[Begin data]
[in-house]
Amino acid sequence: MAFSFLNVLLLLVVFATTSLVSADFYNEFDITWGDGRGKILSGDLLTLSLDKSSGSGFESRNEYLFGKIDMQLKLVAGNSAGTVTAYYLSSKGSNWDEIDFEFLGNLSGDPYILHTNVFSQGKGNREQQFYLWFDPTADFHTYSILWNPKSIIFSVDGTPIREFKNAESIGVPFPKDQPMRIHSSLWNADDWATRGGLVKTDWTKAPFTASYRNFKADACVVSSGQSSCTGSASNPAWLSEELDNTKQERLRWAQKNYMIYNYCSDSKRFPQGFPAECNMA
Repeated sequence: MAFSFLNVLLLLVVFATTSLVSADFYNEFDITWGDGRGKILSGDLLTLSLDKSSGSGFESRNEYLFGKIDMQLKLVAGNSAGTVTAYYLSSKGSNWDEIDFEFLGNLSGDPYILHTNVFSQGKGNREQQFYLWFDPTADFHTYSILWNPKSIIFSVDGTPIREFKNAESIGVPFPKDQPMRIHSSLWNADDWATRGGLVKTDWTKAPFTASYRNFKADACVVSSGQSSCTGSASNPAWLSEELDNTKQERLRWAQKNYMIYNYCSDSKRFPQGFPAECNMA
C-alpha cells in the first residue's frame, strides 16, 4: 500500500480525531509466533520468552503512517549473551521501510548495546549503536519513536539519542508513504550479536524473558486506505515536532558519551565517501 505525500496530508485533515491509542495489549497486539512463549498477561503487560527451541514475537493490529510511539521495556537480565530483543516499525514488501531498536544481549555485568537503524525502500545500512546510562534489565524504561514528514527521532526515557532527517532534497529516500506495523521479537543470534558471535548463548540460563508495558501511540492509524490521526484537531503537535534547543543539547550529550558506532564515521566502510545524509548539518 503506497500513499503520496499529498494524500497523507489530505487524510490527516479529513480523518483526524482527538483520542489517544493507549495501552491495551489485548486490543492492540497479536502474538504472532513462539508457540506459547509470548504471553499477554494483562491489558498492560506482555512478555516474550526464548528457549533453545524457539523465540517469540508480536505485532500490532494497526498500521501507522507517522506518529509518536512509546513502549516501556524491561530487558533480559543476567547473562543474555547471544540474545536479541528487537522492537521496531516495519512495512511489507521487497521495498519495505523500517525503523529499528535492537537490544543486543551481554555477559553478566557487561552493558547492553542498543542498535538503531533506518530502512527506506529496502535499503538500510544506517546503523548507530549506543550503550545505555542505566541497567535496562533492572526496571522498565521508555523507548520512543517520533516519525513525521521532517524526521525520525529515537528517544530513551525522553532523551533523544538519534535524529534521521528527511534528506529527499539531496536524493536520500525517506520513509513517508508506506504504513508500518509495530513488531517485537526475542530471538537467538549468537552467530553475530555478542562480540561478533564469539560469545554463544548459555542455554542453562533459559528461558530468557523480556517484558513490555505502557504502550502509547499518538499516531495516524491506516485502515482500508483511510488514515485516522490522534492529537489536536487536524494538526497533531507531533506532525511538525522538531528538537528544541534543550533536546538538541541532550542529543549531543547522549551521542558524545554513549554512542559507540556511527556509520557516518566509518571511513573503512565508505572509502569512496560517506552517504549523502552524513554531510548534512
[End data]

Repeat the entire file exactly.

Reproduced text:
[in-house]
Amino acid sequence: MAFSFLNVLLLLVVFATTSLVSADFYNEFDITWGDGRGKILSGDLLTLSLDKSSGSGFESRNEYLFGKIDMQLKLVAGNSAGTVTAYYLSSKGSNWDEIDFEFLGNLSGDPYILHTNVFSQGKGNREQQFYLWFDPTADFHTYSILWNPKSIIFSVDGTPIREFKNAESIGVPFPKDQPMRIHSSLWNADDWATRGGLVKTDWTKAPFTASYRNFKADACVVSSGQSSCTGSASNPAWLSEELDNTKQERLRWAQKNYMIYNYCSDSKRFPQGFPAECNMA
Repeated sequence: MAFSFLNVLLLLVVFATTSLVSADFYNEFDITWGDGRGKILSGDLLTLSLDKSSGSGFESRNEYLFGKIDMQLKLVAGNSAGTVTAYYLSSKGSNWDEIDFEFLGNLSGDPYILHTNVFSQGKGNREQQFYLWFDPTADFHTYSILWNPKSIIFSVDGTPIREFKNAESIGVPFPKDQPMRIHSSLWNADDWATRGGLVKTDWTKAPFTASYRNFKADACVVSSGQSSCTGSASNPAWLSEELDNTKQERLRWAQKNYMIYNYCSDSKRFPQGFPAECNMA
C-alpha cells in the first residue's frame, strides 16, 4: 500500500480525531509466533520468552503512517549473551521501510548495546549503536519513536539519542508513504550479536524473558486506505515536532558519551565517501 505525500496530508485533515491509542495489549497486539512463549498477561503487560527451541514475537493490529510511539521495556537480565530483543516499525514488501531498536544481549555485568537503524525502500545500512546510562534489565524504561514528514527521532526515557532527517532534497529516500506495523521479537543470534558471535548463548540460563508495558501511540492509524490521526484537531503537535534547543543539547550529550558506532564515521566502510545524509548539518 503506497500513499503520496499529498494524500497523507489530505487524510490527516479529513480523518483526524482527538483520542489517544493507549495501552491495551489485548486490543492492540497479536502474538504472532513462539508457540506459547509470548504471553499477554494483562491489558498492560506482555512478555516474550526464548528457549533453545524457539523465540517469540508480536505485532500490532494497526498500521501507522507517522506518529509518536512509546513502549516501556524491561530487558533480559543476567547473562543474555547471544540474545536479541528487537522492537521496531516495519512495512511489507521487497521495498519495505523500517525503523529499528535492537537490544543486543551481554555477559553478566557487561552493558547492553542498543542498535538503531533506518530502512527506506529496502535499503538500510544506517546503523548507530549506543550503550545505555542505566541497567535496562533492572526496571522498565521508555523507548520512543517520533516519525513525521521532517524526521525520525529515537528517544530513551525522553532523551533523544538519534535524529534521521528527511534528506529527499539531496536524493536520500525517506520513509513517508508506506504504513508500518509495530513488531517485537526475542530471538537467538549468537552467530553475530555478542562480540561478533564469539560469545554463544548459555542455554542453562533459559528461558530468557523480556517484558513490555505502557504502550502509547499518538499516531495516524491506516485502515482500508483511510488514515485516522490522534492529537489536536487536524494538526497533531507531533506532525511538525522538531528538537528544541534543550533536546538538541541532550542529543549531543547522549551521542558524545554513549554512542559507540556511527556509520557516518566509518571511513573503512565508505572509502569512496560517506552517504549523502552524513554531510548534512